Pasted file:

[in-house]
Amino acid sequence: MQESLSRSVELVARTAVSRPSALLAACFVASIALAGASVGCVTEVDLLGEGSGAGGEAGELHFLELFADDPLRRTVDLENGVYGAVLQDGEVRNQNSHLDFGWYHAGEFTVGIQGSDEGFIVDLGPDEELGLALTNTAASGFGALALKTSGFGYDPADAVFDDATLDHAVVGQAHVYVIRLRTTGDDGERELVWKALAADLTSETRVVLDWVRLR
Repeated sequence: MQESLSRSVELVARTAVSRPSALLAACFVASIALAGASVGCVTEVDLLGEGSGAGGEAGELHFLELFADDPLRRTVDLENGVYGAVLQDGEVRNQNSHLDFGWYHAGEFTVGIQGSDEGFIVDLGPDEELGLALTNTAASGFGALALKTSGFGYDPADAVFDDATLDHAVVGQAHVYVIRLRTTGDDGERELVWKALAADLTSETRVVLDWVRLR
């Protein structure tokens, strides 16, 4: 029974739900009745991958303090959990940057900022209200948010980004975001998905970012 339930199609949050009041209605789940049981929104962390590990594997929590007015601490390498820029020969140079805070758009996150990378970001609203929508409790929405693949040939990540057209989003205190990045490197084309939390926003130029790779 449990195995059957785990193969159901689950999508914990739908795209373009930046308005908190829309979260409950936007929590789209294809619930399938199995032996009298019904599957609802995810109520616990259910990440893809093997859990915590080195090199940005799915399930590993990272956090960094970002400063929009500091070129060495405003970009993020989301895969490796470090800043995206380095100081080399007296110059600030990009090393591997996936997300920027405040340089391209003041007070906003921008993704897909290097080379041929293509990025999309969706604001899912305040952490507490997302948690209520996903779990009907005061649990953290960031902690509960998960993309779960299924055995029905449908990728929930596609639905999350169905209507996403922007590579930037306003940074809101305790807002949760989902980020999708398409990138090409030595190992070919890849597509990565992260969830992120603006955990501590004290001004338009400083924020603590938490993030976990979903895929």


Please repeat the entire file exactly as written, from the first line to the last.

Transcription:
[in-house]
Amino acid sequence: MQESLSRSVELVARTAVSRPSALLAACFVASIALAGASVGCVTEVDLLGEGSGAGGEAGELHFLELFADDPLRRTVDLENGVYGAVLQDGEVRNQNSHLDFGWYHAGEFTVGIQGSDEGFIVDLGPDEELGLALTNTAASGFGALALKTSGFGYDPADAVFDDATLDHAVVGQAHVYVIRLRTTGDDGERELVWKALAADLTSETRVVLDWVRLR
Repeated sequence: MQESLSRSVELVARTAVSRPSALLAACFVASIALAGASVGCVTEVDLLGEGSGAGGEAGELHFLELFADDPLRRTVDLENGVYGAVLQDGEVRNQNSHLDFGWYHAGEFTVGIQGSDEGFIVDLGPDEELGLALTNTAASGFGALALKTSGFGYDPADAVFDDATLDHAVVGQAHVYVIRLRTTGDDGERELVWKALAADLTSETRVVLDWVRLR
């Protein structure tokens, strides 16, 4: 029974739900009745991958303090959990940057900022209200948010980004975001998905970012 339930199609949050009041209605789940049981929104962390590990594997929590007015601490390498820029020969140079805070758009996150990378970001609203929508409790929405693949040939990540057209989003205190990045490197084309939390926003130029790779 449990195995059957785990193969159901689950999508914990739908795209373009930046308005908190829309979260409950936007929590789209294809619930399938199995032996009298019904599957609802995810109520616990259910990440893809093997859990915590080195090199940005799915399930590993990272956090960094970002400063929009500091070129060495405003970009993020989301895969490796470090800043995206380095100081080399007296110059600030990009090393591997996936997300920027405040340089391209003041007070906003921008993704897909290097080379041929293509990025999309969706604001899912305040952490507490997302948690209520996903779990009907005061649990953290960031902690509960998960993309779960299924055995029905449908990728929930596609639905999350169905209507996403922007590579930037306003940074809101305790807002949760989902980020999708398409990138090409030595190992070919890849597509990565992260969830992120603006955990501590004290001004338009400083924020603590938490993030976990979903895929």